5 Superfoods to Boost Energy (Caffeine Free)
Doesn't all Food Boost Energy? Well yes, but in different ways. Water, park chocolate, oatmeal, beets, and foods high in iron tend to boost our energy a little more than others. And foods like sugary drinks, candy, and pastries put too much sugar into your blood too quickly, which causes an energy crash leaving you tired and hungry again. Let’s dive into my favorite 5 superfoods to boost your energy and make sure to stick around till the end for 2 bonus tips on how you can use your diet to improve your energy and decrease fatigue and the 2pm crash.
Water is by far the #1 nutrient in our diet. Studies have suggested proper hydration may lower our risk of heart disease and cancer. Makes sense; our brain is 75% water, and so when we get dehydrated, our brain shrinks. A study in 2013 showed the effects of mild dehydration were increased sleepiness and fatigue, lower levels of vigor and alertness, and increased confusion. But as soon as they gave them some water, the deleterious effects on alertness, happiness, and confusion were immediately reversed.
Water absorption happens very rapidly, within five minutes from mouth to bloodstream, peaking around minute 20. And to get an extra fast hydration, cold water gets absorbed into the body about 20% faster than warm water. Make sure you’re getting the recommended daily fluid intake which is around 11.5 cups (91 ounces) of fluids for women and around 15.5 cups (125 ounces) of fluids for men.
#2: Dark Chocolate
You heard me right, Chocolate. A randomized, double-blind, placebo-controlled crossover trial study from Nestle studied chocolate vs placebo in chronic fatigue syndrome. The placebo chocolate they used had comparable amounts of sugar and fat, but one had cocoa solids—phytonutrients—and the other didn’t. I’m always skeptical of industry-funded research, but it was actually a pretty good study.
And there was a significant improvement in the real chocolate group, meaning it apparently wasn’t just the yummy taste of chocolate, but the action of the cacao phytonutrients. Now I don’t recommend people eating 3 chocolate bars a day like the individuals in the study BUT you can get the equivalent dose of cocoa solids, by consuming two and a half tablespoons of an organic, vegan cocoa powder a day. You can put it in coffee, you can make a chocolaty smoothie, or make a vegan chocolate ice cream!
Oatmeal is a whole grain cereal providing long-lasting energy. It contains beta glucan, a soluble fiber that forms a thick gel when combined with water. The presence of this gel in the digestive system delays stomach emptying and the absorption of glucose into the blood allowing for a sustained energy release. Furthermore, oats are rich in vitamins and minerals that help the energy production process. These include B vitamins, iron, and manganese.
Yes, Dewight Schrute was onto something with his Beet Farm. Beets have gained popularity recently due to their ability to improve energy and endurance. Nitrates, which are compounds found in high amounts in beetroot and beetroot juice, help increase nitric oxide production and improve blood, allowing for increased oxygen delivery to tissues. This effect increases energy levels, especially during athletic performance. Additionally, beets are packed with carbs, fiber, and sugar for a sustained energy boost.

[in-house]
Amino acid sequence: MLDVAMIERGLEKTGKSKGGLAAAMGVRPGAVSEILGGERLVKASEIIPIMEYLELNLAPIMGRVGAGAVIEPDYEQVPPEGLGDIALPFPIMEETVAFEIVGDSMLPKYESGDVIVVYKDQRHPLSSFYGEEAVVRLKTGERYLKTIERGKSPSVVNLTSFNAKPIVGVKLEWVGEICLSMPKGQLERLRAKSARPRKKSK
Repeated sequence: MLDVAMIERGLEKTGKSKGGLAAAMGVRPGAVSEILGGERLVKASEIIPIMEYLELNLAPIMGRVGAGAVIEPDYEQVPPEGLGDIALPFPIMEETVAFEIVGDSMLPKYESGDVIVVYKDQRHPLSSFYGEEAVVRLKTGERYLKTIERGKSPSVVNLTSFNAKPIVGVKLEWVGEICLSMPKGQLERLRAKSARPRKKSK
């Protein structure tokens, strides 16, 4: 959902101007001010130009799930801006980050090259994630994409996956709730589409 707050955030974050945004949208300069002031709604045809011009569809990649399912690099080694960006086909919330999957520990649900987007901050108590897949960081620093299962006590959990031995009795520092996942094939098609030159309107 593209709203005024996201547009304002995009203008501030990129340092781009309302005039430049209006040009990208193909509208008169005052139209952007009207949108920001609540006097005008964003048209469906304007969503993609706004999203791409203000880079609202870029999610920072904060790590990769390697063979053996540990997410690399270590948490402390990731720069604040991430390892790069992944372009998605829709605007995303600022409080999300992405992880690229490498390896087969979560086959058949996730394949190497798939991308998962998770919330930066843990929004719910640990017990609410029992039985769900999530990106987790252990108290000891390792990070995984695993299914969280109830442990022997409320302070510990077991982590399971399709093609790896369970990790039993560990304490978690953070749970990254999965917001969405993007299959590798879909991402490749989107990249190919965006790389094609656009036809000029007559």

#5: Fruits High in Iron
Iron deficiency can cause low energy levels, fatigue, and poor concentration. Iron deficiency is Your body needs iron to produce hemoglobin, a protein that transports oxygen to your body cells to produce energy. Iron-rich fruits include peaches, apricots, and watermelons. Add fruits high in vitamin C such as apples, oranges, pineapple, and raspberries to your diet to help your body absorb iron.
Eat small, frequent meals - Where energy is the issue, it's better to eat small meals and snacks every few hours than three large meals a day. This approach can reduce fatigue because your brain, needs a steady supply of nutrients. Some people begin feeling sluggish after just a few hours without food. But it doesn't take much to feed your brain. A piece of fruit or a few nuts is adequate.
Smaller is better, especially at lunch - Researchers have observed the circadian rhythms of people who eat a lot at lunch typically show a more pronounced afternoon slump. The reasons for this are unclear, but it may reflect the increase in blood sugar after eating, which is followed by a slump in energy later. But my theory is that digestion takes a lot of energy. Think of how you feel after a large meal like what you have at thanksgiving, Christmas or after a large meal at a restaurant. It’s not because of some sleep chemical in the food, it’s because digestion requires a fair amount of energy to process food. Vegetables and fruit have digestive enzymes in them and require less energy to digest. Processed food and cooked food have fewer or no enzymes and require the most amount of energy to digest. To do this, your brain diverts most of your body’s energy and focus on digestion. To digest the large meal you just ate, your body will have to spend a lot of time and energy as it breaks everything down, which may make you tired.
What additional help with boosting energy?
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My favorite water bottle (literally have so many of them): https://amzn.to/38IIuKL
TerraSoul Cacao Powder: https://amzn.to/3pXEVrv
Beetroot for Athletic Performance and Reducing Exercise-Induced Muscle Soreness: https://youtu.be/iUKzuMbv3lw
Iron Supplement: Harmful, Helpful or Hoax? How To SAFELY Get Enough Iron and Avoid Side Effects: https://youtu.be/Z7k55sAhD_E